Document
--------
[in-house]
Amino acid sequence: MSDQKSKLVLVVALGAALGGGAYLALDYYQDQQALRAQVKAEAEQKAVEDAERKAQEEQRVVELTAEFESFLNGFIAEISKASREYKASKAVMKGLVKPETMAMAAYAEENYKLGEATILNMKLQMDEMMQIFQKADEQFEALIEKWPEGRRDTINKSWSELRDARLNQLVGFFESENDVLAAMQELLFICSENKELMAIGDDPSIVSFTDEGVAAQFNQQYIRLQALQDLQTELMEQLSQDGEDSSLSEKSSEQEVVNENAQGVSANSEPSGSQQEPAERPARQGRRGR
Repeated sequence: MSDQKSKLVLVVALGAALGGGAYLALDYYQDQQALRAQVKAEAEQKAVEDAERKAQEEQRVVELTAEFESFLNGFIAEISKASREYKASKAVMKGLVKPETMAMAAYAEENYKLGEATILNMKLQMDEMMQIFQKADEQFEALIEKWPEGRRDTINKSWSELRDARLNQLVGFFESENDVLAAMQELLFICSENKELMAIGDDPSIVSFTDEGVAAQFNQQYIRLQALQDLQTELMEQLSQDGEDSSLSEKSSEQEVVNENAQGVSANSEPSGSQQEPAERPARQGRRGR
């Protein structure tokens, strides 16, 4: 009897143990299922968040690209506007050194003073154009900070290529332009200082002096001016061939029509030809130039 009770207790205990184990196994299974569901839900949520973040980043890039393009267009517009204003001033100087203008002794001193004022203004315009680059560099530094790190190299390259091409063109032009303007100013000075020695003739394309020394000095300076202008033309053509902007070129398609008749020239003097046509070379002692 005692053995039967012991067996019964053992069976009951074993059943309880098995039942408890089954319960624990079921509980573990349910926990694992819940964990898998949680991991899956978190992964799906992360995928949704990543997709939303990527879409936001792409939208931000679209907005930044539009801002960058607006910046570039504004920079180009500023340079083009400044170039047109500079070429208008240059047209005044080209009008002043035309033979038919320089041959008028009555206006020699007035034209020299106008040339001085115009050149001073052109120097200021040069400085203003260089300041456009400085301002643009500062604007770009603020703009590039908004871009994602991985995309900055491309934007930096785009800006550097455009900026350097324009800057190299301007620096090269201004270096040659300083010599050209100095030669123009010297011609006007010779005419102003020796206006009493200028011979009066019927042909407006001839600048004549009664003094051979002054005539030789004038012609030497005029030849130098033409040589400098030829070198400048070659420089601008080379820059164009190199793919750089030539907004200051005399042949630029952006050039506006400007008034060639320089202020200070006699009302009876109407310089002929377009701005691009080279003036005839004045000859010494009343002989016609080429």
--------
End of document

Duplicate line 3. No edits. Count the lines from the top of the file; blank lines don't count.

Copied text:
Repeated sequence: MSDQKSKLVLVVALGAALGGGAYLALDYYQDQQALRAQVKAEAEQKAVEDAERKAQEEQRVVELTAEFESFLNGFIAEISKASREYKASKAVMKGLVKPETMAMAAYAEENYKLGEATILNMKLQMDEMMQIFQKADEQFEALIEKWPEGRRDTINKSWSELRDARLNQLVGFFESENDVLAAMQELLFICSENKELMAIGDDPSIVSFTDEGVAAQFNQQYIRLQALQDLQTELMEQLSQDGEDSSLSEKSSEQEVVNENAQGVSANSEPSGSQQEPAERPARQGRRGR